Graduation anticipation

COMMENCEMENT — Graduates celebrate both their accomplishments and bright futures. Les Schofer

Three months. In less than three short months, the members of class of 2011 will walk across the commencement stage and boldly step out into the great unknown.

Some seniors are counting down the days until graduation. Others are too busy with capstone courses to notice that it is the middle of February, meaning spring break is imminent.

The remainder of the graduating class is clinging to the last precious moments with favorite faculty members and friends, realizing life will be changed the moment their tassels are turned.

Liberty has meant so much to each of us in our four years. The school has been an incredible ride of inspiring faculty members and learning life lessons from friends that we could never learn elsewhere, regardless of how many credits we took or what degree we pursued.

Liberty challenged each of us academically and spiritually. It has been wonderful to be nurtured spiritually, but seniors must ask themselves, “Are we prepared to be sent out into a dark world where standard morals and values are a thing of the past?”

The time has come for us as a class to choose. Will we accept the spiritual truths that were taught to us? Will we spend our days aimlessly consuming or relentlessly producing? Will we be Champions for Christ who simply get jobs after graduation or will we be the generation that produces jobs?

Will we allow ourselves the ability to dream or will we simply settle for the status quo? There is a certain fear in dreaming, for dreaming requires risk taking. Risks, although they can be dangerous or costly, often come with unimaginable rewards.

As children, we were enchanted by fairytales brought to us by the Walt Disney Corporation.

“All our dreams can come true…if we have the courage to pursue them,” Walt Disney said.

Speaker of the House John Boehner, Bill Cosby and Harriet Beecher Stowe all lived out this timeless piece of advice.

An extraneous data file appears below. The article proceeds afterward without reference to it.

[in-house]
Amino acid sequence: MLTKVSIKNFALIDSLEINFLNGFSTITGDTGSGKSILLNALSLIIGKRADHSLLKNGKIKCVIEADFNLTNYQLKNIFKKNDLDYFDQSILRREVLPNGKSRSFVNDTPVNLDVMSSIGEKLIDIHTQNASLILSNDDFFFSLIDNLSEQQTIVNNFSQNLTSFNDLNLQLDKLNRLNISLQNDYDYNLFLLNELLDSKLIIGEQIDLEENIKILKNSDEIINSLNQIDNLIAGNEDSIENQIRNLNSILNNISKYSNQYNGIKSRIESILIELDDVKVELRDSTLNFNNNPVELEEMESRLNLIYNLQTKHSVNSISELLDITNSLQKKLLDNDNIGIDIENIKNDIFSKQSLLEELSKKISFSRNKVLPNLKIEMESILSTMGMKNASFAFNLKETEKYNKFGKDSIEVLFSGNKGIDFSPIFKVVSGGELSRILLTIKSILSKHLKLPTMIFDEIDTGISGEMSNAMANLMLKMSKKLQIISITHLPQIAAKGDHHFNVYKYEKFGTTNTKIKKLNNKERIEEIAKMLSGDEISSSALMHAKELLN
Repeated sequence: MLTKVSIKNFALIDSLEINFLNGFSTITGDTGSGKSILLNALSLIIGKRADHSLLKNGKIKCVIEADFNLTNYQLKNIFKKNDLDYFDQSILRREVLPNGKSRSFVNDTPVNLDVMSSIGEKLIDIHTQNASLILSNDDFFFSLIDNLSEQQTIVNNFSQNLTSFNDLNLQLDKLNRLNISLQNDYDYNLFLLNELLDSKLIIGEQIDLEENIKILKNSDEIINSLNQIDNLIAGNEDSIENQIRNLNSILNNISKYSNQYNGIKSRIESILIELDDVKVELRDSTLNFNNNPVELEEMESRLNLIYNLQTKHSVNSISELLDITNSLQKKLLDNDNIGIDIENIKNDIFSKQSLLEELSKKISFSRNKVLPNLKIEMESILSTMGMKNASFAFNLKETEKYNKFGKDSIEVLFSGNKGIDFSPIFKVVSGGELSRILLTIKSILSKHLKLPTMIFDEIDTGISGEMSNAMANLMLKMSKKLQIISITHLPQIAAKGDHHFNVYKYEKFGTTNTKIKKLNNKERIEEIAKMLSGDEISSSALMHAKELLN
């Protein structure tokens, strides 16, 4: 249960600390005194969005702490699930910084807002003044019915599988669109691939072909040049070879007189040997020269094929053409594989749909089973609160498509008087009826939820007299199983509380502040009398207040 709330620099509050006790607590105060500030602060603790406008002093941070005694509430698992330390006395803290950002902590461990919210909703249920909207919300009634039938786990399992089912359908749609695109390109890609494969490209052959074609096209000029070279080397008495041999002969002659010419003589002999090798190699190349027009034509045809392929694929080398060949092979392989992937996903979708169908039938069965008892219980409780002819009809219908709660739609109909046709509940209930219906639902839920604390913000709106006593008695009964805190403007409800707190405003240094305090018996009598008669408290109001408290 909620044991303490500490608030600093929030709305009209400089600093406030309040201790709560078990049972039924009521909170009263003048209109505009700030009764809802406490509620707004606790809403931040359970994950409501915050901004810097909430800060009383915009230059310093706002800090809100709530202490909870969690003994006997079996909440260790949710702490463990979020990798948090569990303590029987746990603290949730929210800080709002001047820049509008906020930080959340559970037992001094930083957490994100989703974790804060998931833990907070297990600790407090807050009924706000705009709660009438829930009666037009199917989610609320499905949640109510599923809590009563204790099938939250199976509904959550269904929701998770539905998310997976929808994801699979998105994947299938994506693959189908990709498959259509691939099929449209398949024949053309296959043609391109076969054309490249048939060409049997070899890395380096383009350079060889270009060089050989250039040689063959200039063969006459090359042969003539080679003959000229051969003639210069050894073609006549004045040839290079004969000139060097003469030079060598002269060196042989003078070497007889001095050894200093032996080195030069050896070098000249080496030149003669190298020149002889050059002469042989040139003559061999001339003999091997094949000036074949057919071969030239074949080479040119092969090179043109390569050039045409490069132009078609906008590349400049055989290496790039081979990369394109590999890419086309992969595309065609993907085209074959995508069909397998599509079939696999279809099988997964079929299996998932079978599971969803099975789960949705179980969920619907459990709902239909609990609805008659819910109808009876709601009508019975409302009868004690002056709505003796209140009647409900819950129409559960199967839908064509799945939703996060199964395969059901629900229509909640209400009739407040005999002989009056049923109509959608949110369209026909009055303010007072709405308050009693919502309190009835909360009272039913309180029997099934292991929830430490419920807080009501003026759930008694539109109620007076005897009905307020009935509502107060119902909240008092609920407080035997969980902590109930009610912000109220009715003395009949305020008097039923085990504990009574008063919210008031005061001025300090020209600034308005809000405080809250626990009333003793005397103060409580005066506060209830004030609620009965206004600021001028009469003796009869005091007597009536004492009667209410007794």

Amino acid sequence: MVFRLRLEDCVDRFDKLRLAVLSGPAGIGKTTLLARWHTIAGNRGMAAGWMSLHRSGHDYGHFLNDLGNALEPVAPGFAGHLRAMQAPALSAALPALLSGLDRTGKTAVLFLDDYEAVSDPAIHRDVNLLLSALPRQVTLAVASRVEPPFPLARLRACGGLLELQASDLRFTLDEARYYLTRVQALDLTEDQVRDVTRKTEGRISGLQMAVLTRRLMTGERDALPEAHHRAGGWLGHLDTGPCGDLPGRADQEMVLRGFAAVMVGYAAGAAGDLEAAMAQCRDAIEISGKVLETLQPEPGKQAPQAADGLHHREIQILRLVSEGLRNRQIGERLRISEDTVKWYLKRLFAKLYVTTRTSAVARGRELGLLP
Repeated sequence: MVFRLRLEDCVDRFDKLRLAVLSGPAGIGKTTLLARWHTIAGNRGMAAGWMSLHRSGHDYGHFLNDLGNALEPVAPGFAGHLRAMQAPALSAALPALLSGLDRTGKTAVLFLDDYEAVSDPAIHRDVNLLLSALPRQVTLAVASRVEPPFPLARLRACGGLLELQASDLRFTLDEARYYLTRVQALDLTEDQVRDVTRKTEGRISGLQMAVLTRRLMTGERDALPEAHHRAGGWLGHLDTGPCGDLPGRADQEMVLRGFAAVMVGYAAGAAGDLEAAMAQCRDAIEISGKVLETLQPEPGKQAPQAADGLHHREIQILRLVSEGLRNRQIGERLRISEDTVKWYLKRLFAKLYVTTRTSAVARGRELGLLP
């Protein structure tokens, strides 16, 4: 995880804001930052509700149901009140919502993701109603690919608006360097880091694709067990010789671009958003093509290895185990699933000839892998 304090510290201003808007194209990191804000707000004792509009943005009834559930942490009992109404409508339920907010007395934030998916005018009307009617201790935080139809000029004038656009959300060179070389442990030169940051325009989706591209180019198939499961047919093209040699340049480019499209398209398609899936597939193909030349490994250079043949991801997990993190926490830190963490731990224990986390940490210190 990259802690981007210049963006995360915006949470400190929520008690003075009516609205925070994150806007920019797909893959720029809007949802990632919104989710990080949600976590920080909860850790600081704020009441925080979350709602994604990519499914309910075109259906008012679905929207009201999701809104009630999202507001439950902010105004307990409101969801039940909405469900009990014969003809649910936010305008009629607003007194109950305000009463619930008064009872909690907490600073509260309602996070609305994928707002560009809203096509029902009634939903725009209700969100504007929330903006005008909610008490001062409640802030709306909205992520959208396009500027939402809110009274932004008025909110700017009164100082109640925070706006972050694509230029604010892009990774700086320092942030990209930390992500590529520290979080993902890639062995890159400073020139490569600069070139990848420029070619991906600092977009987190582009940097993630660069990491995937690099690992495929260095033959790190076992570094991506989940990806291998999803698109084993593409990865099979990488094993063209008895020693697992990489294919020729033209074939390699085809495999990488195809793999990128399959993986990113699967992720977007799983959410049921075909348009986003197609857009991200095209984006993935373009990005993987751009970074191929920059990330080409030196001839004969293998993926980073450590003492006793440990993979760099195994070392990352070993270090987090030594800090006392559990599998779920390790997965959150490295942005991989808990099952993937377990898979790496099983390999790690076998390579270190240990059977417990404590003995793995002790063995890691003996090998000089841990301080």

Speaker of the House of Representatives John Boehner was not born with a silver spoon in his mouth. One of 11 children, his first job was working at the bar his family owned, Andy’s Café. He also worked as a janitor at Xavier University. He was not afraid of hard work, a principle that served him well, according to the New York Times.

Bill Cosby, whose comedy is legendary, did not grow up with much to laugh at. His father was an alcoholic and his younger brother died when Cosby was only 8 years old. At age 9, he started shining shoes and later found work at a grocery store to help make ends meet. Cosby dropped out of high school, served in the Navy and after leaving the Navy attended college at Temple University. At Temple he worked at a coffee house. While on the job he told jokes and as they say, the rest is history, according to

Harriet Beecher Stowe wrote Uncle Tom’s Cabin in response to the Fugitive Slave Act of 1850.

In an era where women did little outside the home, Stowe wrote an abolitionist book that was translated into 37 languages and sold more than 500,000 copies within its first five years of publication in the United States. The book has never gone out of print, according to Stowe used fiction to tell the horrid truth.

Her willingness to tell the truth when few else would is what inspired me to pursue a career in journalism.

Ralph Waldo Emerson once said, “Do not follow where the path may lead. Go, instead, where there is no path and leave a trail.”

Seniors, as you prepare for commencement, do not focus on the bleak economy or wrestle with the fear of the unknown. Allow yourself to dream, muster the work ethic of individuals such as Speaker Boehner, Cosby and Stowe. Rest in the truth of Jeremiah 29:11. Take risks and dream big, after all, if Dr. Falwell were here he would encourage you to do the same. Do not stand daunted at the task before you. Instead, step boldly into the future, which God has called you to and of which you have dreamt.

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